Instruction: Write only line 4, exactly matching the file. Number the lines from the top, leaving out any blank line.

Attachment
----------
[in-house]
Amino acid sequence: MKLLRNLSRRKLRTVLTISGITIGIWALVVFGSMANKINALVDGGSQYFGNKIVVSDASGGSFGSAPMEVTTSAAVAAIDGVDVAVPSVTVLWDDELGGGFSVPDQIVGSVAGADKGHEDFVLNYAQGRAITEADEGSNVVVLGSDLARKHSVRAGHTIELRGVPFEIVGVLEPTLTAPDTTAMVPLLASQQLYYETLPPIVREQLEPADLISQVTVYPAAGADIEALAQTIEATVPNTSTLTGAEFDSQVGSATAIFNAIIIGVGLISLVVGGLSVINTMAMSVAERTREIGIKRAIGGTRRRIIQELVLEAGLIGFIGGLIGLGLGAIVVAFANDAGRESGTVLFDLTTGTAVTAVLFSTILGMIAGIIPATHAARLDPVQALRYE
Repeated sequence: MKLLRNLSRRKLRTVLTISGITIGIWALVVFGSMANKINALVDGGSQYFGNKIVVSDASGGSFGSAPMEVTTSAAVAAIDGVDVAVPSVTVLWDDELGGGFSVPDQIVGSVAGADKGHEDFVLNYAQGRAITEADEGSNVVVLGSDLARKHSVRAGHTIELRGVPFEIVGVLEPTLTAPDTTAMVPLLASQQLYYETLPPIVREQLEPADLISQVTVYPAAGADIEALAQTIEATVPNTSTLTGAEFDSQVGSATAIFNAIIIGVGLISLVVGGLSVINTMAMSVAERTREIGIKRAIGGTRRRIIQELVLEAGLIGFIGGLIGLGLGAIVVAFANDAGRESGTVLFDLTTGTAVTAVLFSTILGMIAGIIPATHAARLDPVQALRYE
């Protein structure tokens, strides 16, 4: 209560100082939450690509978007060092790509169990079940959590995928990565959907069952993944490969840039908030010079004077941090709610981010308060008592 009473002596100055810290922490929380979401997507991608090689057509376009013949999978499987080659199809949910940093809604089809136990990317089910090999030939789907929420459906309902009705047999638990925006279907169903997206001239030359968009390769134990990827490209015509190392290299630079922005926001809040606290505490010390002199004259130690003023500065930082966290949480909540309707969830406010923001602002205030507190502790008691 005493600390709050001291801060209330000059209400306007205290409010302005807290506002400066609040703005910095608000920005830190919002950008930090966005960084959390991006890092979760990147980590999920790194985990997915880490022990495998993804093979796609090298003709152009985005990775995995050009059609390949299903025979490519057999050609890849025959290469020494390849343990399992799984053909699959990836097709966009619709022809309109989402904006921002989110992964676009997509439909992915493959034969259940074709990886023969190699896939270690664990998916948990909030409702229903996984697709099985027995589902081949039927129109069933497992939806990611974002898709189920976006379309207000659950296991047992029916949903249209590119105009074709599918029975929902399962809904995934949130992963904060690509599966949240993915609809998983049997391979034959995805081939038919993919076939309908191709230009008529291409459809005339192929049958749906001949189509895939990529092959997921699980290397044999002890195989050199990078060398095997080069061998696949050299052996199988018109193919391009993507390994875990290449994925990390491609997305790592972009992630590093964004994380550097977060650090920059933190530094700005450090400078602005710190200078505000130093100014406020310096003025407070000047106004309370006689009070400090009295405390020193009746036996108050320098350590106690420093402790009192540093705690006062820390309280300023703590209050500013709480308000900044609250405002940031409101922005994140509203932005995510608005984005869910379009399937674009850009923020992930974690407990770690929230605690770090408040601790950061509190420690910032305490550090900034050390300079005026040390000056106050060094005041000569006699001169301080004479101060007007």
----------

């Protein structure tokens, strides 16, 4: 209560100082939450690509978007060092790509169990079940959590995928990565959907069952993944490969840039908030010079004077941090709610981010308060008592 009473002596100055810290922490929380979401997507991608090689057509376009013949999978499987080659199809949910940093809604089809136990990317089910090999030939789907929420459906309902009705047999638990925006279907169903997206001239030359968009390769134990990827490209015509190392290299630079922005926001809040606290505490010390002199004259130690003023500065930082966290949480909540309707969830406010923001602002205030507190502790008691 005493600390709050001291801060209330000059209400306007205290409010302005807290506002400066609040703005910095608000920005830190919002950008930090966005960084959390991006890092979760990147980590999920790194985990997915880490022990495998993804093979796609090298003709152009985005990775995995050009059609390949299903025979490519057999050609890849025959290469020494390849343990399992799984053909699959990836097709966009619709022809309109989402904006921002989110992964676009997509439909992915493959034969259940074709990886023969190699896939270690664990998916948990909030409702229903996984697709099985027995589902081949039927129109069933497992939806990611974002898709189920976006379309207000659950296991047992029916949903249209590119105009074709599918029975929902399962809904995934949130992963904060690509599966949240993915609809998983049997391979034959995805081939038919993919076939309908191709230009008529291409459809005339192929049958749906001949189509895939990529092959997921699980290397044999002890195989050199990078060398095997080069061998696949050299052996199988018109193919391009993507390994875990290449994925990390491609997305790592972009992630590093964004994380550097977060650090920059933190530094700005450090400078602005710190200078505000130093100014406020310096003025407070000047106004309370006689009070400090009295405390020193009746036996108050320098350590106690420093402790009192540093705690006062820390309280300023703590209050500013709480308000900044609250405002940031409101922005994140509203932005995510608005984005869910379009399937674009850009923020992930974690407990770690929230605690770090408040601790950061509190420690910032305490550090900034050390300079005026040390000056106050060094005041000569006699001169301080004479101060007007």